Cal not ready to take next step
Only one team showed for Saturday's key Pac-10 game between USC and Cal
Southern Cal made an early statement after scoring a TD off a Cal turnover
Cal proved it wasn't ready to compete at the level of the conference elite
BERKELEY, Calif. -- The Hayward earthquake fault line runs directly under Memorial Stadium in Berkeley. But there was no seismic shift there on Saturday evening.
The tectonic plates of West Coast football were not rearranged. The landscape of the Pac-10 did not tilt toward Berkeley.
The USC Trojans dominated the Bears, 30-3. Crushed them. Humiliated them. It was as anti-climatic as an early October game between two conference rivals can possibly be.
When asked if his team was too one-dimensional, Cal Coach Jeff Tedford said:
"We were zero dimensional. We couldn't run the ball and we couldn't throw it."
And, as an added bonus, the Bears couldn't stop the Trojans from doing both.
In their own stadium, before a loud energetic home crowd of 72,000, the Bears failed to show up.
Saturday was the tail end of the most embarrassing eight days of Tedford's eight-year Cal career, with the domination of USC following a 42-3 beatdown in Eugene, Ore. The Bears scored just six points in 120 minutes of football. They haven't scored a touchdown since they traveled to Minnesota on Sept. 19. And they haven't scored a touchdown against a Pac-10 since playing Washington last December.
If there is to be a new challenger to USC -- which has won seven straight Pac-10 titles -- it won't be coming from Berkeley. Oregon gets to take its shot at the Trojans on Halloween, in Eugene. Stanford -- a surprising 3-0 in the Pac-10, 4-1 overall -- will visit Los Angeles in mid-November.
The Trojans are ranked No. 7 in the country and making their move.
"I think we're the best team in the Pac-10," said freshman quarterback Matt Barkley.
USC coach Pete Carroll declined to make such a declaration.
"They have their issues and we have our issues," he said. "We got done what we needed to get done tonight."
Whatever issues USC had seem to be resolved. Their biggest concern, and the point that made teams like Cal believe they could be vulnerable this season, was that Carroll was starting a freshman quarterback. But Barkley is 4-0 as a starter, and looked poised and in control on Saturday, completing 20 of 25 passes for 283 yards.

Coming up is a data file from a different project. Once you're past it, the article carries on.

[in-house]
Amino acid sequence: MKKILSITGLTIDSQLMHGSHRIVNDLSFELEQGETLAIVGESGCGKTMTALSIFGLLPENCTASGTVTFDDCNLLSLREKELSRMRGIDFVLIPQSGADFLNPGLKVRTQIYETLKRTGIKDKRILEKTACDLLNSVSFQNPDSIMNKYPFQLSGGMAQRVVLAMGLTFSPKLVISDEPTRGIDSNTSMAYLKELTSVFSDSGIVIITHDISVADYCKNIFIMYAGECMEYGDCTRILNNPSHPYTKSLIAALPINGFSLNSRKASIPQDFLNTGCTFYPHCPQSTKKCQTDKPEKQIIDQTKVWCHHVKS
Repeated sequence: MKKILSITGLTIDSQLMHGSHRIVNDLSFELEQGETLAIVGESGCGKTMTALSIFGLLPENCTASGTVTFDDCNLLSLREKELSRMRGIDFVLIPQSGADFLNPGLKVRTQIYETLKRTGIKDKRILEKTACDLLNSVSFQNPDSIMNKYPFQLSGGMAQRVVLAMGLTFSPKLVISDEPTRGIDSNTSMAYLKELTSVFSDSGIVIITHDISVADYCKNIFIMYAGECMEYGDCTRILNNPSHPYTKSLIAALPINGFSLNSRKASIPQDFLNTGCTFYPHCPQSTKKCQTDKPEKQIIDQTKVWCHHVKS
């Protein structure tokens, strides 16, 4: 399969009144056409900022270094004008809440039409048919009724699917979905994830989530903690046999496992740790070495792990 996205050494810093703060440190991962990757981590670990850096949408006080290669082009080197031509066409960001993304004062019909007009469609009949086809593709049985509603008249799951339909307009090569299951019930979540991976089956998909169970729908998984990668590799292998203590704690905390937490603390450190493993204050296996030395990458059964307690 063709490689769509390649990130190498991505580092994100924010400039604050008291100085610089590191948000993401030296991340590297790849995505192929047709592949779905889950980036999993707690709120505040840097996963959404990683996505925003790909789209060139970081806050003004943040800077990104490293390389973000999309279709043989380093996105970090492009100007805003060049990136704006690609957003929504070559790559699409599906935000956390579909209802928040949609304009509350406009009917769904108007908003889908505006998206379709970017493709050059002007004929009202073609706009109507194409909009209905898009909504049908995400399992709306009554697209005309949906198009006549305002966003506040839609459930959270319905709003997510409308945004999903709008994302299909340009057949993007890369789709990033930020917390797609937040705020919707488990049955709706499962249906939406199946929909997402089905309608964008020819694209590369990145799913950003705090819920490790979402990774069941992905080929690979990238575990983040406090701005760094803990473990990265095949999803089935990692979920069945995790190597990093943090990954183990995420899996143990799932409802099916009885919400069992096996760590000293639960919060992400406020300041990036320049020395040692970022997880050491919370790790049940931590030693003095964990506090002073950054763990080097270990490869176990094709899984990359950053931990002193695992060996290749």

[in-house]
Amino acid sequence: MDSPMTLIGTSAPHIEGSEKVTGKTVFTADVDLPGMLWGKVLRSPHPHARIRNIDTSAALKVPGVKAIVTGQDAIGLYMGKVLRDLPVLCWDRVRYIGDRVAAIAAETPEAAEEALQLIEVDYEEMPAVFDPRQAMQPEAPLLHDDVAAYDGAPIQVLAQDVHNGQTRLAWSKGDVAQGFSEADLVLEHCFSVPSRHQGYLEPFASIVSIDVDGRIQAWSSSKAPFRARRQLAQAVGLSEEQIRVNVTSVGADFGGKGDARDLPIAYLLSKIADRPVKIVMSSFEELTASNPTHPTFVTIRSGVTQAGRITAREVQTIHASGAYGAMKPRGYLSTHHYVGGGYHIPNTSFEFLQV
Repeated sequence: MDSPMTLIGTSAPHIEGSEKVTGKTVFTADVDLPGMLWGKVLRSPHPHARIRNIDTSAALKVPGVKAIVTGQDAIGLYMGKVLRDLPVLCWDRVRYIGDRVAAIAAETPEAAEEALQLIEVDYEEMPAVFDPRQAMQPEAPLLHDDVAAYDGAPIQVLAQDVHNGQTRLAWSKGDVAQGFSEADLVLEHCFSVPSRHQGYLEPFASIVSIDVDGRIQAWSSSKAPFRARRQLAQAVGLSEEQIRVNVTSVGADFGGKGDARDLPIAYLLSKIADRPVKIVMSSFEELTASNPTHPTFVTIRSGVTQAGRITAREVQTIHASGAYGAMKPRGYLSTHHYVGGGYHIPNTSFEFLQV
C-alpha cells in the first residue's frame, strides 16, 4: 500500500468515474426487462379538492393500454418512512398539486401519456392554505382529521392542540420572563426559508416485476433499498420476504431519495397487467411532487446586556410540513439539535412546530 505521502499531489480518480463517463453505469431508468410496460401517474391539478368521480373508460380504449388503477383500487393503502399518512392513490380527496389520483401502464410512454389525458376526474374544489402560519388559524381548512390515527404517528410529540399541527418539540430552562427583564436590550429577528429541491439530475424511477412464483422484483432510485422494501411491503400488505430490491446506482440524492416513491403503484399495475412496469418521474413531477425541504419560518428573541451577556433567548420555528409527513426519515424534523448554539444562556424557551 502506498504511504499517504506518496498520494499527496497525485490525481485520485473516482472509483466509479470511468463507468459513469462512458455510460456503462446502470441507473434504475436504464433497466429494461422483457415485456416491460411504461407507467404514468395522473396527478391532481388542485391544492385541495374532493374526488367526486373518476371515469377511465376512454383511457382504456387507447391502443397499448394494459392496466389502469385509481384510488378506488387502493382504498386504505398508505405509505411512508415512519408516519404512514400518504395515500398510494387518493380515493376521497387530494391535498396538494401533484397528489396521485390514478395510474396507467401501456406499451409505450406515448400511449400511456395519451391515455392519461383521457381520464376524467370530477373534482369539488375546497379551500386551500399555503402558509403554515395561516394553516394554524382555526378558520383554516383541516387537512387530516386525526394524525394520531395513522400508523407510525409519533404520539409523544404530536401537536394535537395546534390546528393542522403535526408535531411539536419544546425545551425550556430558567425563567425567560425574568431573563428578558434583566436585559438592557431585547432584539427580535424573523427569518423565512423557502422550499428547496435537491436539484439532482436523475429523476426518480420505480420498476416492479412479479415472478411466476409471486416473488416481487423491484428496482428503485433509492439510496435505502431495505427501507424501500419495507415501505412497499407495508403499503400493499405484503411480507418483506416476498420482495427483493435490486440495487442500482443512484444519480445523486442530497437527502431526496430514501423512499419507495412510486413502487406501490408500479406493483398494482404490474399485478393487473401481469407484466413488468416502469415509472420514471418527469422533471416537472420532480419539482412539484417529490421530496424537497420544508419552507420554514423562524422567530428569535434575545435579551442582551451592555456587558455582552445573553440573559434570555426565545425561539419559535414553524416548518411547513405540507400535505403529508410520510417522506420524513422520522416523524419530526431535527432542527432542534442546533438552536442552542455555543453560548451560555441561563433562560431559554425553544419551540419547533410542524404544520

"This was a game where we could tell whether or not Matt was comfortable," Carroll said.
The verdict? Very comfortable, indeed.
The Trojans wasted no time taking control of the game. Safety Taylor Mays intercepted a pass in the end zone of Cal's first drive and then the USC offense drove the ball 80 yards for a touchdown. In the span of two-and-a-half minutes, the game was -- in effect -- over.
"It was a great statement," Carroll said. "That we were not just going to let it happen. And to go 80 yards downfield was a big statement."
Cal seemed incapable of the big statement. Jahvid Best, the Bears' one-time Heisman hopeful, had desperately wanted to redeem himself for his poor game against USC last year, when he gained just 30 yards. But USC totally bottled him up. Best finished with just 49 yards.
"We never let him get into a rhythm," Carroll said.
Tedford's teams have not proven to be particularly resilient. So when things went so badly in Autzen Stadium in Oregon last weekend, it wasn't difficult to imagine that things would not go well on Saturday.
Cal, which has now lost six consecutive games to USC, has gone through tough stretches before. In 2007, the Bears won their first five games and then lost six of their last seven. Tedford said last week that he made a mistake by simply focusing on the Xs and Os, by trying to game plan his way out of the slump.
"I learned a lot as a coach that year, that there's a lot more to it than just Xs and Os," he said. "To keep your team motivated, to keep their confidence up and keep them together is a big thing."
Tedford is cerebral and low-key. He said that he gets e-mails from fans telling him to scream and yell at his players.
"I'm not screaming and yelling," he said. "We're going to motivate them. And we're going to work hard and create a positive environment to get their confidence going."
It's going to take some doing to get the Bears' confidence up. Cal -- ranked No. 6 just two weeks ago - has a bye and then travels to play UCLA. Tedford's teams have never won at the Rose Bowl in the regular season. And their goal of getting to that stadium in January seems further away than ever.
The university picked a poor time to send out its glossy, expensive brochure. Last week, season ticket holders received the heavy stock production, pitching them on the delights of dropping several thousand dollars per seat on an Endowment Seating Program at the new, remodeled Memorial Stadium.
The new stadium will be earthquake retrofitted. But the Bears are still waiting for a seismic shift in the Pac-10 landscape.
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